ORNSTEINWell, one thing to keep in mind, Steve, is, we've had battles over the debt limit before, but they were charades. Everybody in the leadership knew you weren't going to challenge the full faith and credit of the United States and even when the votes were close, you'd always have, as you know, members switch positions depending on who was president.
ORNSTEINThe leaders had people in reserve. This last time was a genuine hostage-taking episode and we barely escaped. And I think the president believes that if you do this again, you're going to encourage the hostage-takers and it will happen again, and again and again. And what's so interesting now, Steve, is that we've had a lot of commentary out there over the last few weeks over ways the president could avoid this problem.
ORNSTEINOne is by using the 14th Amendment and basically saying the credit of the United States is in the Constitution. We're going to pay the bills, whatever. Another that many people have read about is this trillion-dollar coin. The president and the Treasury Department have said, no, those are not appropriate.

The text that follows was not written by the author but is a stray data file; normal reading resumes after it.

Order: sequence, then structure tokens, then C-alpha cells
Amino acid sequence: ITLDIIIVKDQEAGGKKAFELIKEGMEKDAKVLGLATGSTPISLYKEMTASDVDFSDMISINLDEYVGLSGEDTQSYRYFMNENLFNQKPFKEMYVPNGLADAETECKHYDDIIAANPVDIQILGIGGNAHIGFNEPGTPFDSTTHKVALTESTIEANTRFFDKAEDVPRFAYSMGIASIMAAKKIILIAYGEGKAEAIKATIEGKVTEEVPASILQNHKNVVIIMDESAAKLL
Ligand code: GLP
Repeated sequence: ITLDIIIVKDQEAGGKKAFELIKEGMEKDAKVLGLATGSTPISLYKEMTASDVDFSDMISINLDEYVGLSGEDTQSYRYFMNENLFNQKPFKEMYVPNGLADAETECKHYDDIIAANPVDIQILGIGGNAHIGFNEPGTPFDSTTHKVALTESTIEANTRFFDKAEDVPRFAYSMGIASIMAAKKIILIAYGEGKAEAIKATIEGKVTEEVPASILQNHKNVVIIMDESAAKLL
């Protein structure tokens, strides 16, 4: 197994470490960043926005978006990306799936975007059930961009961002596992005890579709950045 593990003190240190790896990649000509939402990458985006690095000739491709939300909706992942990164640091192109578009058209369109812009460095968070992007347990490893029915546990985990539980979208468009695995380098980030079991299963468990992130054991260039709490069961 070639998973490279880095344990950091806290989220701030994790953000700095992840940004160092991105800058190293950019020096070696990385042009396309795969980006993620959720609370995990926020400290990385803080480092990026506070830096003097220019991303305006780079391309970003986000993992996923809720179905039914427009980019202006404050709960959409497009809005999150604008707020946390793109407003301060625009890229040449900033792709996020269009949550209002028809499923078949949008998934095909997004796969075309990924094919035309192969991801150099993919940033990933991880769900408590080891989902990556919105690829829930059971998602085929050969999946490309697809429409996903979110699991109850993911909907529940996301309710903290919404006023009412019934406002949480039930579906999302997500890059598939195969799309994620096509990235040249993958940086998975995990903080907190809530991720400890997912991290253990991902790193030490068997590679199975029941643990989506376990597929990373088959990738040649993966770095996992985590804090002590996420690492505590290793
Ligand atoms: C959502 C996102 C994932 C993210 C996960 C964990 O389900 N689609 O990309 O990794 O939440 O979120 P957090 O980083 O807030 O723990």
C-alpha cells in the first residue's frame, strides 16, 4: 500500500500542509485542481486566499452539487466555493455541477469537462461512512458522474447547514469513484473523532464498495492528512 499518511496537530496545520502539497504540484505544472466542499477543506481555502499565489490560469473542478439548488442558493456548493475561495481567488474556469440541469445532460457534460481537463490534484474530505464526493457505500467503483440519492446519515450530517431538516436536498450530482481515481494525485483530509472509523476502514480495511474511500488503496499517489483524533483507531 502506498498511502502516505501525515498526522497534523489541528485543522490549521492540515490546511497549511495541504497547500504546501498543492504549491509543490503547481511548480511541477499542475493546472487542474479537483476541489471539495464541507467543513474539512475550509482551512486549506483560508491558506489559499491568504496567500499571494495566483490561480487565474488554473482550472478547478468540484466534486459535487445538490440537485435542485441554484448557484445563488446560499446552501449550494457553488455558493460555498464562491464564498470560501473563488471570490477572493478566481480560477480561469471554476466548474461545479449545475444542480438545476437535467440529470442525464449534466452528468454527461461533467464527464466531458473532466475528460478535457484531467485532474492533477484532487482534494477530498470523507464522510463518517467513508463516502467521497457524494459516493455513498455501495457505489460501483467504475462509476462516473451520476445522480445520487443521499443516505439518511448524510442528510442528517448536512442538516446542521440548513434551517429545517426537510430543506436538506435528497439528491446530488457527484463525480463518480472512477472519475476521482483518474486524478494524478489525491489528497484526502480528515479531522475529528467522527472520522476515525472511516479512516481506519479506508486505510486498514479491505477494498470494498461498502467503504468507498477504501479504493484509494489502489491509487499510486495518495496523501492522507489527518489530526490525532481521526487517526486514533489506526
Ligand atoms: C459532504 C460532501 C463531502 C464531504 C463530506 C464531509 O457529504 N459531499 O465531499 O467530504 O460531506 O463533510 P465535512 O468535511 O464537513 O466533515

ORNSTEINHe's now operating without a net and in effect he's saying to the hostage-takers go ahead, try me on this. We're not going to let this happen and it's. It may require some upheaval but he's going to try to move it off on a different plane.
ROBERTSAnd it also seems, Norm, from his rhetoric both at the press conference yesterday and since the election, that he feels the situation has changed by his reelection and he refers often to the platform he ran on and talks about that dimension of the president's calculation.
ORNSTEINThe president won with a clear majority of the popular votes. He's the first president since Dwight Eisenhower and one of only a handful in history to have won 51 percent or more of the popular vote in an election and reelection.